Clinical: After fractures of long bones, soft tissue trauma or burns. 90% of individuals with severe skeletal injuries, though <10% have any clinical findings. Fat embolism syndrome begins 1-3 days after injury with tachypnea, dyspnea and tachycardia, neurologic sx, diffuse petechial rash (20-50%), thrombocytopenia, anemia.
Pathophysiology: Mechanical obstruction and biochemical injury. Free fatty acids cause local toxic injury to endothelium, platelet activation.
Prognosis: Syndrome fatal in 10%.
AKA: Decompression sickness, “the bends” or “the chokes”, caisson disease
Clinical: In excess of 100cc required to have a clinical effect. Painful muscle cramps, respiratory insufficiency, neurological sx.
Pathophysiology: Formation of gass bubbles within skeletal muscle, soft tissues and joints causes pain. Focal ischemia to brain and heart.
Micro: Pulmonary edema and hemorrhage, focal atelectasis or emphysema. Persistence of gas emboli in the skeletal system leads to multiple foci of ischemic necrosis (femoral head, tibia and humerus).
Amniotic Fluid Embolism
Clinical: 1 in 50,000 deliveries. 80% mortality rate. Sudden severe dyspnea, cyanosis, and hypotensive shock, followed by seizures and coma. Pulmonary edema and DIC.
Micro: Pulmonary microcirculation with epithelial squamous cells shed from fetal skin, lanugo hair, fat from vernix, mucin from GI tract. Pulmonary edema and DAD. Systemic fibrin thrombi (DIC).
Infarction def. area of ischemic necrosis caused by occlusion of either arterial supply or venous drainage. 99% from thrombotic or embolic events. Remainder: local vasospasm, extrinsic compression, hemorrhage within a plaque, torsion, traumatic rupture. Infarcts caused by venous thrombosis are more common in organs with single venous outflows: e.g. testis, ovary.
Red Infarct (hemorrhagic): venous occlusions, loose tissues (lung), dual circulations, congested, when flow reestablished
White Infarcts (anemic): arterial occlusions or solid organs (heart, spleen, kidney).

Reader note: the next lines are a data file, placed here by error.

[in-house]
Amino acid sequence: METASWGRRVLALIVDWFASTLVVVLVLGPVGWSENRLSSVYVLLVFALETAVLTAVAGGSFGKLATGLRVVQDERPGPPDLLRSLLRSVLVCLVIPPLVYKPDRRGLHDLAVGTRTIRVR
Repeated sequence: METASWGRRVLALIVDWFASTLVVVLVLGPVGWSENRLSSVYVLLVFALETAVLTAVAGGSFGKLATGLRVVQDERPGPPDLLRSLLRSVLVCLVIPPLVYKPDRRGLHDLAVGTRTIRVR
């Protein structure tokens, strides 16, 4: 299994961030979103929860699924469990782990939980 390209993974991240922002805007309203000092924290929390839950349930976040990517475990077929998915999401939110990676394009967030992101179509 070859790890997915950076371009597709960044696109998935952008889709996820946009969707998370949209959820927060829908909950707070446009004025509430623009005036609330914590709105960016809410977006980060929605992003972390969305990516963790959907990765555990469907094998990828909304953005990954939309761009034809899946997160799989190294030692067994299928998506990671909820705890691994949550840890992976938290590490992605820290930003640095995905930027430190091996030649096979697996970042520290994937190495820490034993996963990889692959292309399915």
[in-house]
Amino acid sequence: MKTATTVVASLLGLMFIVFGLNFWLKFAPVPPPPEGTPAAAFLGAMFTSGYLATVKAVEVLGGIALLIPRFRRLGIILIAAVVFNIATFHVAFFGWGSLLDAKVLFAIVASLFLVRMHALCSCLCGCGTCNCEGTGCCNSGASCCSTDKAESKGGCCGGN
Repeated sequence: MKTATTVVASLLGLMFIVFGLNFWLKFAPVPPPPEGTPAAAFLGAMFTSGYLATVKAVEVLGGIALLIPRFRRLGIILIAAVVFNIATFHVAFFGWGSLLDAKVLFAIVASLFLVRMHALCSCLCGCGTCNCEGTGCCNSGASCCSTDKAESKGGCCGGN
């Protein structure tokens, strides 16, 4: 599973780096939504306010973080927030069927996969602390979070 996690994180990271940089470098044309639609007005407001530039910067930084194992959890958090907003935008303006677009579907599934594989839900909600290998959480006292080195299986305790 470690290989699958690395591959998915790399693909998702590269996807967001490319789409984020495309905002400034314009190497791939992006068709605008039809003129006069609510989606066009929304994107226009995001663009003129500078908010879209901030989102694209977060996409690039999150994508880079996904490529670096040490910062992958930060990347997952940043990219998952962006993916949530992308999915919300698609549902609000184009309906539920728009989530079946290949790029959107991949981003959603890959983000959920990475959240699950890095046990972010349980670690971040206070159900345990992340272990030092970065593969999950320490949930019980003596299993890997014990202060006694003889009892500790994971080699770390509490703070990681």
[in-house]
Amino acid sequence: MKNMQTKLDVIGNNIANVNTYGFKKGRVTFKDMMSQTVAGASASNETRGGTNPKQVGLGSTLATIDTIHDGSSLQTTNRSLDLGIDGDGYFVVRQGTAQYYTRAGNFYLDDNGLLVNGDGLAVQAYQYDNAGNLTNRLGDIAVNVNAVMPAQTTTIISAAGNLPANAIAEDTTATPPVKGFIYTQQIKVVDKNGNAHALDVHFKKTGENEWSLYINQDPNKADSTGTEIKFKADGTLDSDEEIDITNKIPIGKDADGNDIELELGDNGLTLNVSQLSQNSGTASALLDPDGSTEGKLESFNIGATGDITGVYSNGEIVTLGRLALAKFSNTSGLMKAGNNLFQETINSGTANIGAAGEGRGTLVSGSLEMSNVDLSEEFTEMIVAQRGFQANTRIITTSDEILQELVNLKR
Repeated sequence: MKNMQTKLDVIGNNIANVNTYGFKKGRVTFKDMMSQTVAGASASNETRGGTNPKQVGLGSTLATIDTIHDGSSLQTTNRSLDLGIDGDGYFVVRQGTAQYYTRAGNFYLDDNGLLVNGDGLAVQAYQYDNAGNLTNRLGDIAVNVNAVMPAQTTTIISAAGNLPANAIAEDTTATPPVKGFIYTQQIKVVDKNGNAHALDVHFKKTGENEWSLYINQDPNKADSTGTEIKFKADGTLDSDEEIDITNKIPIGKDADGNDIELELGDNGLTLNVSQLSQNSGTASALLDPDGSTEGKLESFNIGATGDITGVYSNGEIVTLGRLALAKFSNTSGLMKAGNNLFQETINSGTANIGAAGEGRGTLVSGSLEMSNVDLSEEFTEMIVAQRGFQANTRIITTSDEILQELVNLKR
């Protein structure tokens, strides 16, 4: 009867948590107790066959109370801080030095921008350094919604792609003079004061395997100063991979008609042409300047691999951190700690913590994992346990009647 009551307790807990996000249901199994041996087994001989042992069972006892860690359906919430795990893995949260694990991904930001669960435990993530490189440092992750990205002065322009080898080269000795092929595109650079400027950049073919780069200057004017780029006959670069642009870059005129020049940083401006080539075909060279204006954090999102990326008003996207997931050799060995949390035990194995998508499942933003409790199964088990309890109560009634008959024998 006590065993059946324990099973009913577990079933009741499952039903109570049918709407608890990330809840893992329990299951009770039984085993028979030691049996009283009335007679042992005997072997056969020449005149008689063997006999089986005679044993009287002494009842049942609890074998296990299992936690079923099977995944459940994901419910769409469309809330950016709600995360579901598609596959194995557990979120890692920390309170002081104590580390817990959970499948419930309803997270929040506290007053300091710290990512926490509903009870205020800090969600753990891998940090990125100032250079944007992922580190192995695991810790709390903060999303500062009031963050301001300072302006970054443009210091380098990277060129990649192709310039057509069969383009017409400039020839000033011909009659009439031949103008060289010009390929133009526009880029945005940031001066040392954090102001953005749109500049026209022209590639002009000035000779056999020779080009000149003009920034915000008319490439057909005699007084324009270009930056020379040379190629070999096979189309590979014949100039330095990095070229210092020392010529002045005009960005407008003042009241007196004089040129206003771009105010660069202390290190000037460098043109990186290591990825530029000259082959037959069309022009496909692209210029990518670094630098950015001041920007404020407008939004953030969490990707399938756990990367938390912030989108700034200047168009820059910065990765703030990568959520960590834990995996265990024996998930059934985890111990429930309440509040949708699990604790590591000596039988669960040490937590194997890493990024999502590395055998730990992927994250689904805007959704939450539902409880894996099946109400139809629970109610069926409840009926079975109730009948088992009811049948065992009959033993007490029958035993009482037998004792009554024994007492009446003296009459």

Micro: wedge-shaped, overlying fibrinous exudate, margins better defined with time.
minutes to hours – usu no demonstrable changes
12-18 hrs – hemorrhage
few hours to 1 -2 days – inflammatory response, parenchymal regeneration
Factors That Influence Development of an Infarct:
1. vascular supply
2. rate of development of occlusion (time for development of alternate perfusion pathways)
3. vulnerability of the tissue to hypoxia (neurons 3-4 minutes, myocardium 20-30 minutes)
4. the blood oxygen content (e.g. ventilation)
Cardiogenic – myocardial pump failure
Hypovolemic – loss of blood or plasma volume
Septic – 25-75% mortality rate; 70% gram-negative bacilli. Endotoxins are LPS released when cell wall is degraded. LPS directlt activates complement. Monocytes respond by producing TNF, IL-1® fever and synthesis or acute phase reactants.
· systemic vasodilation
· ¯ myocardial contractility
· endothelial injury ® leukocyte adhesion ® ARDS
Neurogenic – spinal cord injury, anesthesia
Anaphylactic – IgE mediated
Stages of Shock: nonprogressive (compensated), progressive (widespread hypoxia), irreversible
brain – ischemic encephalopathy
heart – contraction band necrosis
kidneys – ATN
lungs – DAD
adrenal – cortical cell lipid depletion
GI tract – patchy mucosal hemorrhages
liver – fatty change, centilobular necrosis
Prognosis: varies with origin and duration. 80-90% of young, healthy survive hypovolemic shock with management. 75% mortality for cardiogenic shock with MI and gram negative septic shock.